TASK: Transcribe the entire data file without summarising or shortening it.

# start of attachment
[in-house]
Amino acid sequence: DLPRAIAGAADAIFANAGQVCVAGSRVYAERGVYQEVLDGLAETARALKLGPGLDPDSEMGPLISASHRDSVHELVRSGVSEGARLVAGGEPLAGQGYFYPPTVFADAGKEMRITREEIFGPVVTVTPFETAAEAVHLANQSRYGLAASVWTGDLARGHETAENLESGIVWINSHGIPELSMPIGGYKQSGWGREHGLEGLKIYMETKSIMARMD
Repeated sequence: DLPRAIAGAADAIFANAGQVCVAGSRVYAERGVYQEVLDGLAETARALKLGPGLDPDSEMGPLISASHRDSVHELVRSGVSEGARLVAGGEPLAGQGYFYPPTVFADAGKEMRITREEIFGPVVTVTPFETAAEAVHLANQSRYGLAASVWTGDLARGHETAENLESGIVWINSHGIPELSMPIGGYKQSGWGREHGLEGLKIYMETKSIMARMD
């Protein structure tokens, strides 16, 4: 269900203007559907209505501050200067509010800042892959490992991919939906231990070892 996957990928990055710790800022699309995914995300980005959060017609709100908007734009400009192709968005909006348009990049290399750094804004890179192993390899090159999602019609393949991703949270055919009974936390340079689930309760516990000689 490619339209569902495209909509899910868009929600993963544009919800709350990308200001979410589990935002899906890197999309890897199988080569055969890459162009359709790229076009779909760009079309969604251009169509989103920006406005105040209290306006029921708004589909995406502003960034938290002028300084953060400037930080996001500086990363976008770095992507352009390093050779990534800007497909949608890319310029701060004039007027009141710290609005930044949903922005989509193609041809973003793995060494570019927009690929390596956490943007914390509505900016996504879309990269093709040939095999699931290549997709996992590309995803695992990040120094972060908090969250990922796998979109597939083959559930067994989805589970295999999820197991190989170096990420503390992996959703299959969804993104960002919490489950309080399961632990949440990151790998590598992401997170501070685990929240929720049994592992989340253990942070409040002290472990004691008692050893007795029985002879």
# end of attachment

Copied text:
[in-house]
Amino acid sequence: DLPRAIAGAADAIFANAGQVCVAGSRVYAERGVYQEVLDGLAETARALKLGPGLDPDSEMGPLISASHRDSVHELVRSGVSEGARLVAGGEPLAGQGYFYPPTVFADAGKEMRITREEIFGPVVTVTPFETAAEAVHLANQSRYGLAASVWTGDLARGHETAENLESGIVWINSHGIPELSMPIGGYKQSGWGREHGLEGLKIYMETKSIMARMD
Repeated sequence: DLPRAIAGAADAIFANAGQVCVAGSRVYAERGVYQEVLDGLAETARALKLGPGLDPDSEMGPLISASHRDSVHELVRSGVSEGARLVAGGEPLAGQGYFYPPTVFADAGKEMRITREEIFGPVVTVTPFETAAEAVHLANQSRYGLAASVWTGDLARGHETAENLESGIVWINSHGIPELSMPIGGYKQSGWGREHGLEGLKIYMETKSIMARMD
């Protein structure tokens, strides 16, 4: 269900203007559907209505501050200067509010800042892959490992991919939906231990070892 996957990928990055710790800022699309995914995300980005959060017609709100908007734009400009192709968005909006348009990049290399750094804004890179192993390899090159999602019609393949991703949270055919009974936390340079689930309760516990000689 490619339209569902495209909509899910868009929600993963544009919800709350990308200001979410589990935002899906890197999309890897199988080569055969890459162009359709790229076009779909760009079309969604251009169509989103920006406005105040209290306006029921708004589909995406502003960034938290002028300084953060400037930080996001500086990363976008770095992507352009390093050779990534800007497909949608890319310029701060004039007027009141710290609005930044949903922005989509193609041809973003793995060494570019927009690929390596956490943007914390509505900016996504879309990269093709040939095999699931290549997709996992590309995803695992990040120094972060908090969250990922796998979109597939083959559930067994989805589970295999999820197991190989170096990420503390992996959703299959969804993104960002919490489950309080399961632990949440990151790998590598992401997170501070685990929240929720049994592992989340253990942070409040002290472990004691008692050893007795029985002879």